CLINICIANS ARE frustrated by the limitations in the diagnosis of neonatal sepsis and would benefit from reliable tests to diagnose sepsis early in its course. Currently, no single test fulfills the criteria of an ideal diagnostic test.1,2 In neonatology, tests using hematological indices or acute-phase reactants, such as C-reactive protein (CRP), remain in widespread use despite continuing concerns about their reliability. These concerns largely stem from the demonstrated marked variations in the predictive accuracy of hematological parameters.1 We wished to assess the validity of several newly available immunological markers, including acute-phase reactants other than CRP, and inflammatory mediators, levels of which have been claimed to assist in the diagnosis of neonatal sepsis (Table 1).3 Therefore, we examined studies of various diagnostic tests with reference to their methodological rigor.
We identified all relevant articles on bacterial infection in newborns using the following MeSH headings: newborn, infection, sepsis, and diagnosis. We searched the National Library of Medicine's PubMed database, EMBASE, and the Cochrane Library's Cochrane Controlled Trials Register for the years 1995 through 2001. Our search was limited to English-language articles with human data; editorials, commentaries, letters, and reviews were excluded. We searched the bibliographies of review articles, and we also attempted to obtain pertinent missing data from authors.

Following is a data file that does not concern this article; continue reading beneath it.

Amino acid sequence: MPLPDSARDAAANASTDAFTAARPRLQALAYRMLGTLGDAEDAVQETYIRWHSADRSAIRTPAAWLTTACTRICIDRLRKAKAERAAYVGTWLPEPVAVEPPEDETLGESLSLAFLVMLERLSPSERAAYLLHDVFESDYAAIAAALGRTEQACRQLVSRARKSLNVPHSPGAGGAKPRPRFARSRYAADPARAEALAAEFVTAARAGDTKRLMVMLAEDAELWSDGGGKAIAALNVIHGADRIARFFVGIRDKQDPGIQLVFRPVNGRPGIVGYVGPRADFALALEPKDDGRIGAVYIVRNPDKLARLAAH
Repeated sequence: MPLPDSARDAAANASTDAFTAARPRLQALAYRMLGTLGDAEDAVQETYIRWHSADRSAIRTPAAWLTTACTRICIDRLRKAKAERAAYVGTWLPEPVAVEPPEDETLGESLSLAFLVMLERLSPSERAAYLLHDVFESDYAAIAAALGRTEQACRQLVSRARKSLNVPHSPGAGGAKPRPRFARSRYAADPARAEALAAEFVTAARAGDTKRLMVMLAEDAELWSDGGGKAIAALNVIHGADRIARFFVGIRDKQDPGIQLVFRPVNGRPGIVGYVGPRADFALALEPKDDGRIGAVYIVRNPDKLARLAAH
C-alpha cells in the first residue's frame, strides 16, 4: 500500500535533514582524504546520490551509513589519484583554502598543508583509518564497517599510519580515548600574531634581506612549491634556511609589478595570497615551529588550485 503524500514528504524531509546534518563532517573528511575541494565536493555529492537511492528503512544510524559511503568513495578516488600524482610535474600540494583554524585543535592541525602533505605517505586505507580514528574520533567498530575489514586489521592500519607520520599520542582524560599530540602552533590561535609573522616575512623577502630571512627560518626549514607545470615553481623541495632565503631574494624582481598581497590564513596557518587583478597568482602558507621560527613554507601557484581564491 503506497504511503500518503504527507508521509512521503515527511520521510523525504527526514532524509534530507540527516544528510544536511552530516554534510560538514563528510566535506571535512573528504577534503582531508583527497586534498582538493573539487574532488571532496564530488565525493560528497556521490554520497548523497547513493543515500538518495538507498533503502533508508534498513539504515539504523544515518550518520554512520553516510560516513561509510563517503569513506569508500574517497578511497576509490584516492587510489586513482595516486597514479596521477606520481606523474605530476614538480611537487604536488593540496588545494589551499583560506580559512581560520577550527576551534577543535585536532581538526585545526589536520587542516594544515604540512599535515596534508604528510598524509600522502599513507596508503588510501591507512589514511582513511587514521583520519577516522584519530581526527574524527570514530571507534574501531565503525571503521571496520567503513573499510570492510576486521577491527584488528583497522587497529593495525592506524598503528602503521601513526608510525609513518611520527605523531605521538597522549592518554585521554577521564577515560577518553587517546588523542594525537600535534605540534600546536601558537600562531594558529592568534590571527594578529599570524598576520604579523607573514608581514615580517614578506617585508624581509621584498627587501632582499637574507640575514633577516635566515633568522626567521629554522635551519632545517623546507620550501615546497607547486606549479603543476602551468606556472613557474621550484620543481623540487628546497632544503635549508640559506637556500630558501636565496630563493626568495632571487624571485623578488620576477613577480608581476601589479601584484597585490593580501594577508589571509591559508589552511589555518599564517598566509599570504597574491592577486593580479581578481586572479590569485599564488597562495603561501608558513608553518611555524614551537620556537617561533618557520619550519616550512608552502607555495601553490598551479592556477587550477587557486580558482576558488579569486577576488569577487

In addition, we used the following criteria and definitions to select relevant articles. Inclusion criteria were that (1) the diagnostic tests being evaluated were considered to be "new" tests (ie, excluding hematological parameters, such as immature-total neutrophil ratio, or the commonly used acute-phase reactant CRP); (2) the postnatal age of the infants studied was younger than 90 days; and (3) studies were focused on serious bacterial infections, and true infections were proven by a criterion standard. Because of the uncertainty surrounding the concept of clinical sepsis in neonates, we focused only on studies in which the criterion standard for diagnostic tests was unequivocal proof of bacterial infection (ie, bacterial growth) in cultures of blood or cerebrospinal fluid (CSF) samples from sterile body sites. (We did not include urinary tract infections because they are an uncommon cause of sepsis in newborns unless they are accompanied by general sepsis and because for validity, these samples must be obtained by invasive measures that many neonatologists are reluctant to employ.) We defined clinical sepsis as sepsis not meeting the definition of true infection. If studies reported positive bacterial growth from endotracheal tube aspirates, with or without changes on chest radiographs, in the absence of blood or CSF cultures positive for bacterial growth, we considered this to be clinical sepsis.